Report №5: Registration of Candidates for the Local Councils
The initiative “Human Rights Defenders for Free Elections” is criticising the high number of opposition candidates who have been denied registration. Whilst of the total 25,475 candidates who put themselves forward only 318 (1.2%) were rejected, of those 294 candidates nominated via the party lists of the registered opposition parties, 54 (18.3%) had their registration refused. The precise number of opposition members who will participate in the upcoming election campaign is not yet final, because, according to current estimates, up to 300 opposition politicians have been nominated via the collection of signatures, and because many of the opposition candidates who were denied registration have already submitted appeals. It is striking how few people are prepared to stand for the local elections: Only 25,035 people will be competing for the 21,303 council seats.
Domestic election observers criticise discrimination against the opposition
The registration of candidates for the regional and local elections in Belarus has been completed. Although the initiative “Human Rights Defenders for Free Elections” evaluates this stage of the election campaign on the whole as being “more democratic and more transparent than during the 2007 local elections”, it nevertheless also draws attention to the severe pressure which the state apparatus has put on numerous members of the opposition and activists, who were either unable to register or forced to pull out of the election campaign.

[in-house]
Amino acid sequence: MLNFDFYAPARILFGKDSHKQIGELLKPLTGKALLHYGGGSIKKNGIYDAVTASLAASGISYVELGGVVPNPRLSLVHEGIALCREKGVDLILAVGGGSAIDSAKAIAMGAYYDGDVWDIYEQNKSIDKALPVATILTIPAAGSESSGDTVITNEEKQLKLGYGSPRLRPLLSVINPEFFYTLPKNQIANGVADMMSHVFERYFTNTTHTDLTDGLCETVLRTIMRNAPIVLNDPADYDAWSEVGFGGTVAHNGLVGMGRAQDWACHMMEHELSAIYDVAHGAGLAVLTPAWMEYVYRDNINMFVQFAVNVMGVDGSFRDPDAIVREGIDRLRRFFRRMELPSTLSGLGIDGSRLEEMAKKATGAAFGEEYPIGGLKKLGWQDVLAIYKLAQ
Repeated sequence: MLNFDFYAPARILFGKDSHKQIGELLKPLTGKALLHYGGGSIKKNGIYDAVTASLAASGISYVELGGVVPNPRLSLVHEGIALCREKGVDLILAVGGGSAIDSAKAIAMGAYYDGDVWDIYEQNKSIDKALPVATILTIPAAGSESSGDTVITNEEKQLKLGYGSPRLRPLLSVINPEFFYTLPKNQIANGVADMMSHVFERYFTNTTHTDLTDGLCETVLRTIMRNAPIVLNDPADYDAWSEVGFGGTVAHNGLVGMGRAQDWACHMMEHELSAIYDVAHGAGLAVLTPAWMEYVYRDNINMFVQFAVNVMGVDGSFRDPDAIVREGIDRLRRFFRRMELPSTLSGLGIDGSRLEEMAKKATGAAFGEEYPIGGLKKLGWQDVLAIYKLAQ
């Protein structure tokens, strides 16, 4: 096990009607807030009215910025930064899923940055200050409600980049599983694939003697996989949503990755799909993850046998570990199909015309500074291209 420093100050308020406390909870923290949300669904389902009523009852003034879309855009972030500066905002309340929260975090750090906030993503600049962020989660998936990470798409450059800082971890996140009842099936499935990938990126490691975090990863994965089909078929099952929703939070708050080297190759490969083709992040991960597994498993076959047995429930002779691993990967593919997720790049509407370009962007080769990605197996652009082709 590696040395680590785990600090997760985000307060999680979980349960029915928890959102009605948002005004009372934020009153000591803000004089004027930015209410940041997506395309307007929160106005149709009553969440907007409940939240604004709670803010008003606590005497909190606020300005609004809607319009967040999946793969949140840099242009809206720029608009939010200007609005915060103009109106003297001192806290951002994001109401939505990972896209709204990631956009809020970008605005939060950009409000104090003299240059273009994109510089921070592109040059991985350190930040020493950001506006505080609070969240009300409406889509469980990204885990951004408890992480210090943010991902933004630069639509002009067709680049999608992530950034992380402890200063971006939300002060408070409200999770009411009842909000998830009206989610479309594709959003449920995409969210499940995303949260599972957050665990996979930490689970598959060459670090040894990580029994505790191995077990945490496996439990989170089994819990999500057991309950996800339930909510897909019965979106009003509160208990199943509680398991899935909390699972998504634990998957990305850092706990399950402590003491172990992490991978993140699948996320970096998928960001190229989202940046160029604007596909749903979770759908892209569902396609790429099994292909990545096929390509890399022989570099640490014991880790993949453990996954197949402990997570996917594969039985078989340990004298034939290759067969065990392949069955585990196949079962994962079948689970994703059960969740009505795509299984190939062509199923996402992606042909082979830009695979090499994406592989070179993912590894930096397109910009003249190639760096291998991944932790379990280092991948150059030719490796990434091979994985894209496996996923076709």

During the registration, which took place between the 15th and 25th of March, a total of 318 candidacies were refused by the regional election commissions. That represents 1.2% of the 24,475 candidates who attempted to stand. The opposition parties were however far more severely affected by these refusals: Of the 294 candidates from the registered parties belonging to the opposition bloc, 54 (18.3%) could not be registered. Similar results were seen for the unregistered opposition parties. For example, the Belarusian Christian Democratic Party put forward 173 candidates by collecting signatures, of whom 91 (52.6%) were rejected. A further 122 people withdrew their candidacies themselves.
Even before the start of the registration process, dozens of members of the opposition had withdrawn their candidacies because of acts of repression from the secret service and from their superiors at work. “Today, the only people participating in the election are those who either have nothing to lose or who want to gain the experience of an election campaign”, comments Anatol Lyabedzka, chairman of the United Civil Party, on the website of the United Democratic Forces of Belarus.
Over 17,500 single-candidate electoral districts expected